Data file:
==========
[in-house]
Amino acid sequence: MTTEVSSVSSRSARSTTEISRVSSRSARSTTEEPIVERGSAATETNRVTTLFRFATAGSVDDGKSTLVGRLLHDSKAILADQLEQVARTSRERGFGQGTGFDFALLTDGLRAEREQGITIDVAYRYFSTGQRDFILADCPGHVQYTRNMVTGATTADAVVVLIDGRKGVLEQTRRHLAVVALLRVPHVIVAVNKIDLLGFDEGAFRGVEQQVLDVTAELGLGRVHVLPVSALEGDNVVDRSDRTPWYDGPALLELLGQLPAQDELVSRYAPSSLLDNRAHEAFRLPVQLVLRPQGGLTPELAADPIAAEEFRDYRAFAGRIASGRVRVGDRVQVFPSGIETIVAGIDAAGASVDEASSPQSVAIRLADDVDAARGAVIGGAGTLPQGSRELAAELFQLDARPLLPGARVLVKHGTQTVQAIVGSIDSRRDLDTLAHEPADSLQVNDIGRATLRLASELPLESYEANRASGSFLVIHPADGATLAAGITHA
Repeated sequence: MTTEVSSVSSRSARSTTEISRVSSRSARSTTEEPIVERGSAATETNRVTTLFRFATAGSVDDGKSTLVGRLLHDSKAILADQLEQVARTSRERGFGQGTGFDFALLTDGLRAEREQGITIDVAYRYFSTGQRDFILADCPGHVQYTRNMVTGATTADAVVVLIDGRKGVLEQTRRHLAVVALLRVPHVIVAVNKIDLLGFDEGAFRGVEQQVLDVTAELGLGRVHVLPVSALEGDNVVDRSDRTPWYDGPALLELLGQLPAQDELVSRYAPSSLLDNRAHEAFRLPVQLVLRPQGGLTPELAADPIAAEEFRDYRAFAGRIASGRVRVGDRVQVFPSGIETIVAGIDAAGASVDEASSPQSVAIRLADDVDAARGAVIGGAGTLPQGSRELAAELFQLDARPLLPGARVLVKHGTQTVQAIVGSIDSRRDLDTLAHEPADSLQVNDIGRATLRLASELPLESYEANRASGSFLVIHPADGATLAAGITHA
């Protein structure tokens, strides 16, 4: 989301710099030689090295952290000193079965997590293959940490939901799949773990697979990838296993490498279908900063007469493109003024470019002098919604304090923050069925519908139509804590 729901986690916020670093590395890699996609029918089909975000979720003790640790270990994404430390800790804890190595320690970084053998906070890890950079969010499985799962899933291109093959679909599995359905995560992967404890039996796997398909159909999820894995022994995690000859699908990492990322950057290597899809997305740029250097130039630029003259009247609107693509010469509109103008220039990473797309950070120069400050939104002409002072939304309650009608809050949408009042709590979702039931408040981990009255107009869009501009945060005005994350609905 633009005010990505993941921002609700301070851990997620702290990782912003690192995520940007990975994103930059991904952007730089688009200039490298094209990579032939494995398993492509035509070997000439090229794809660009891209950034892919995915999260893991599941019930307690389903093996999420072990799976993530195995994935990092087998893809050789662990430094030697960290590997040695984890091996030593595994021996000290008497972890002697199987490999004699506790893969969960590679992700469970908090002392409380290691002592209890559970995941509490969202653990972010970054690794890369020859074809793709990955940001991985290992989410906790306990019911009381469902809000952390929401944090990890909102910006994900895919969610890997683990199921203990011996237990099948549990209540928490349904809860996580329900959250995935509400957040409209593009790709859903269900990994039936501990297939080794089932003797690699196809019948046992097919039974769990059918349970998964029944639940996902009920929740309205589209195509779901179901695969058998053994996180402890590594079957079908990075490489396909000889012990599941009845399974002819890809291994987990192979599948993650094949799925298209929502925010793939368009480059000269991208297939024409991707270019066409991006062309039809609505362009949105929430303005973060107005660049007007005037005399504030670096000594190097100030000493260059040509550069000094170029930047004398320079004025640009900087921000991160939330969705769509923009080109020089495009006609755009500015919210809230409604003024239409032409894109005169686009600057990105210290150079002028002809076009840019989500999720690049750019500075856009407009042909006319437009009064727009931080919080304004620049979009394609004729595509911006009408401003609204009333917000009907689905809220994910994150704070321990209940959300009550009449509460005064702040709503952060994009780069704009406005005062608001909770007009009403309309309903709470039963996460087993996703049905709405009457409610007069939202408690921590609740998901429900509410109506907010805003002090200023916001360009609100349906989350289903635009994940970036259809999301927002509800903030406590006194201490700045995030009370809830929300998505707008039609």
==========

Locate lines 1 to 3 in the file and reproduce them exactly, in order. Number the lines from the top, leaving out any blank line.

[in-house]
Amino acid sequence: MTTEVSSVSSRSARSTTEISRVSSRSARSTTEEPIVERGSAATETNRVTTLFRFATAGSVDDGKSTLVGRLLHDSKAILADQLEQVARTSRERGFGQGTGFDFALLTDGLRAEREQGITIDVAYRYFSTGQRDFILADCPGHVQYTRNMVTGATTADAVVVLIDGRKGVLEQTRRHLAVVALLRVPHVIVAVNKIDLLGFDEGAFRGVEQQVLDVTAELGLGRVHVLPVSALEGDNVVDRSDRTPWYDGPALLELLGQLPAQDELVSRYAPSSLLDNRAHEAFRLPVQLVLRPQGGLTPELAADPIAAEEFRDYRAFAGRIASGRVRVGDRVQVFPSGIETIVAGIDAAGASVDEASSPQSVAIRLADDVDAARGAVIGGAGTLPQGSRELAAELFQLDARPLLPGARVLVKHGTQTVQAIVGSIDSRRDLDTLAHEPADSLQVNDIGRATLRLASELPLESYEANRASGSFLVIHPADGATLAAGITHA
Repeated sequence: MTTEVSSVSSRSARSTTEISRVSSRSARSTTEEPIVERGSAATETNRVTTLFRFATAGSVDDGKSTLVGRLLHDSKAILADQLEQVARTSRERGFGQGTGFDFALLTDGLRAEREQGITIDVAYRYFSTGQRDFILADCPGHVQYTRNMVTGATTADAVVVLIDGRKGVLEQTRRHLAVVALLRVPHVIVAVNKIDLLGFDEGAFRGVEQQVLDVTAELGLGRVHVLPVSALEGDNVVDRSDRTPWYDGPALLELLGQLPAQDELVSRYAPSSLLDNRAHEAFRLPVQLVLRPQGGLTPELAADPIAAEEFRDYRAFAGRIASGRVRVGDRVQVFPSGIETIVAGIDAAGASVDEASSPQSVAIRLADDVDAARGAVIGGAGTLPQGSRELAAELFQLDARPLLPGARVLVKHGTQTVQAIVGSIDSRRDLDTLAHEPADSLQVNDIGRATLRLASELPLESYEANRASGSFLVIHPADGATLAAGITHA